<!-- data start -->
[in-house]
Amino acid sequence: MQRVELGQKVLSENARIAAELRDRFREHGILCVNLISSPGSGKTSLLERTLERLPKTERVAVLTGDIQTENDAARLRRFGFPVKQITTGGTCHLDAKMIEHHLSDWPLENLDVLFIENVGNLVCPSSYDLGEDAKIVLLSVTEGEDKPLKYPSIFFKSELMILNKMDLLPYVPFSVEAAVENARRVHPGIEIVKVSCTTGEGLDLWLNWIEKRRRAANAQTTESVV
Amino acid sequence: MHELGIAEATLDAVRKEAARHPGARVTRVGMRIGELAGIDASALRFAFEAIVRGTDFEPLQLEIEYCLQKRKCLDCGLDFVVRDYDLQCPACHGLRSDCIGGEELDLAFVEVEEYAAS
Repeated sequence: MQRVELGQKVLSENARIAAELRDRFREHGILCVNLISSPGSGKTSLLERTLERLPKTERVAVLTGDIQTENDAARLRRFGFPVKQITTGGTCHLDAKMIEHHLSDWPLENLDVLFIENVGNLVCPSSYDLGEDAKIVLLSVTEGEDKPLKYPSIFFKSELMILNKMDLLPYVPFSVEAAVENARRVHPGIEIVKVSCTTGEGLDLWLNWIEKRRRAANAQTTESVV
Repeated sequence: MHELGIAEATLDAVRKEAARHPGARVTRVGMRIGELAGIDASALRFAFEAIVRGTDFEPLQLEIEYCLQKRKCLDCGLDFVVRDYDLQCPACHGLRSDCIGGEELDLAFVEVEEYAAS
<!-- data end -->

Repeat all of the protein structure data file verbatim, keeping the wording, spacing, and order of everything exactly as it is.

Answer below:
[in-house]
Amino acid sequence: MQRVELGQKVLSENARIAAELRDRFREHGILCVNLISSPGSGKTSLLERTLERLPKTERVAVLTGDIQTENDAARLRRFGFPVKQITTGGTCHLDAKMIEHHLSDWPLENLDVLFIENVGNLVCPSSYDLGEDAKIVLLSVTEGEDKPLKYPSIFFKSELMILNKMDLLPYVPFSVEAAVENARRVHPGIEIVKVSCTTGEGLDLWLNWIEKRRRAANAQTTESVV
Amino acid sequence: MHELGIAEATLDAVRKEAARHPGARVTRVGMRIGELAGIDASALRFAFEAIVRGTDFEPLQLEIEYCLQKRKCLDCGLDFVVRDYDLQCPACHGLRSDCIGGEELDLAFVEVEEYAAS
Repeated sequence: MQRVELGQKVLSENARIAAELRDRFREHGILCVNLISSPGSGKTSLLERTLERLPKTERVAVLTGDIQTENDAARLRRFGFPVKQITTGGTCHLDAKMIEHHLSDWPLENLDVLFIENVGNLVCPSSYDLGEDAKIVLLSVTEGEDKPLKYPSIFFKSELMILNKMDLLPYVPFSVEAAVENARRVHPGIEIVKVSCTTGEGLDLWLNWIEKRRRAANAQTTESVV
Repeated sequence: MHELGIAEATLDAVRKEAARHPGARVTRVGMRIGELAGIDASALRFAFEAIVRGTDFEPLQLEIEYCLQKRKCLDCGLDFVVRDYDLQCPACHGLRSDCIGGEELDLAFVEVEEYAAS